Rare Pediatric Diseases and Gene Therapy

Sometimes it's a single drug that can skyrocket the costs of treatment. More and more, with the evolution of gene therapies and other personalized immunotherapy drugs, this is becoming the norm. But what if a drug can cure a small child from a deadly genetic disease? Here, the question is not how to save money, but how to save a life.

Take for example Novartis’ Zolgensma (onasemnogene abeparvovcec) infusion, a life-saving gene therapy FDA-approved for pediatric Spinal Muscular Atrophy (SMA) in June 2019.

  • SMA is a rare genetic motor neuron disease that leads to problems with breathing, holding up the head, and swallowing. The majority of children with SMA do not survive past early childhood due to the inability to breathe (respiratory failure).
  • The total cost for Zolgensma is $2.125 million and it's considered the world's most expensive single-dose drug. However, help with insurance benefits and coordination of financial assistance programs for eligible patients is offered. It is payable on a five-year payment plan for an annual cost of $425,000 for insurance companies.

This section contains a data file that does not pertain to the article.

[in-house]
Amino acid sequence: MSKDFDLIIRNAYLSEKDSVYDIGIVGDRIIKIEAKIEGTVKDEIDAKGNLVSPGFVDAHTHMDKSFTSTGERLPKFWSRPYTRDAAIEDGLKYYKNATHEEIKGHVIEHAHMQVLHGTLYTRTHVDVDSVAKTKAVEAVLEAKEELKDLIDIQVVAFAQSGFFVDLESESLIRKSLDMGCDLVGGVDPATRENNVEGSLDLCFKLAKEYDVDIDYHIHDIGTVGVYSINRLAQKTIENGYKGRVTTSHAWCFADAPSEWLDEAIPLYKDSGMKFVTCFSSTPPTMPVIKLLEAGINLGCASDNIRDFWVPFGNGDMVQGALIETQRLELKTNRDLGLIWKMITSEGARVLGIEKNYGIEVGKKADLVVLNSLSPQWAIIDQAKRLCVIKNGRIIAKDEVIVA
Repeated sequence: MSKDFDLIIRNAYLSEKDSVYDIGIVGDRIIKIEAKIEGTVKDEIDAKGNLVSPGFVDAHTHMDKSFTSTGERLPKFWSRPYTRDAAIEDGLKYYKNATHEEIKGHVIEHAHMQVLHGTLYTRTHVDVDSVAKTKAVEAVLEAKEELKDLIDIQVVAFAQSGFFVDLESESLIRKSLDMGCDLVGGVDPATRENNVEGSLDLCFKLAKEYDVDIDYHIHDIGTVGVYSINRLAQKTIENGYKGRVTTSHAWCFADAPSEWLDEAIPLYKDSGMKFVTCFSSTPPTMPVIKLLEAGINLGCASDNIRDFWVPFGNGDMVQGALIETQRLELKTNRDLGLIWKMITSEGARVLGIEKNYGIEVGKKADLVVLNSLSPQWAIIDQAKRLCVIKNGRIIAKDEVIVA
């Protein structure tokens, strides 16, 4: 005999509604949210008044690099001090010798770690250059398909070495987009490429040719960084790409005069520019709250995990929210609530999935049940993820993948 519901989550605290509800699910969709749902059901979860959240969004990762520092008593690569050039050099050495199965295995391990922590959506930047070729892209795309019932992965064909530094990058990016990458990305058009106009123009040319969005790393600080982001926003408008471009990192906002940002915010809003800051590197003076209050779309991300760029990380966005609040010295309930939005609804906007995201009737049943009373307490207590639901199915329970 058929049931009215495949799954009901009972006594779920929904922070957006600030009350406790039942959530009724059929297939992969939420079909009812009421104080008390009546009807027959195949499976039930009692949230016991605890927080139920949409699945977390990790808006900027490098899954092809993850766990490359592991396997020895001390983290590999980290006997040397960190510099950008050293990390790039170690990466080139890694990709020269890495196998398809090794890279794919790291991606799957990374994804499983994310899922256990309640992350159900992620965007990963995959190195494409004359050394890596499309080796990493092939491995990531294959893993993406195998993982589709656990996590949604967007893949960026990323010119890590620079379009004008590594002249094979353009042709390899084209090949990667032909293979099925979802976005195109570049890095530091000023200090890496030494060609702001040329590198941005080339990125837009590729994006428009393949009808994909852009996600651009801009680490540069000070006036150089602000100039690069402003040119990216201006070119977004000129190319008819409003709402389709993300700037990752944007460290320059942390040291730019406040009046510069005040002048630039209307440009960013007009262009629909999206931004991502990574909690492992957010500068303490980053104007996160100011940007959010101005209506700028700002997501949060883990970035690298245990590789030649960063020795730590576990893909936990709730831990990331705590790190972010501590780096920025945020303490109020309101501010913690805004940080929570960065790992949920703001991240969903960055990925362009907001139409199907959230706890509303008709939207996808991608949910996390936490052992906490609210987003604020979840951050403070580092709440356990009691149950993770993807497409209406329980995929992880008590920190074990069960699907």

• Zolgensma is given as a one-time intravenous injection leading to expression of the survival motor neuron protein in the motor neurons and survival of the child.

According to Novartis, the $2.125 million price is half the 10-year cost of Biogen's Spinraza, the only other approved SMA treatment. Novartis estimated Spinraza cost at $4.1 million over a decade.

How can patients afford these therapies? Drug manufacturers have stated they are committed to providing access to these drugs. Outcomes-based pricing and long-term payments plans are just 2 of the strategies in use to encourage insurance coverage for gene therapies.

Finished: 11 Most Expensive Diseases to Treat: Here's How to Save

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Further information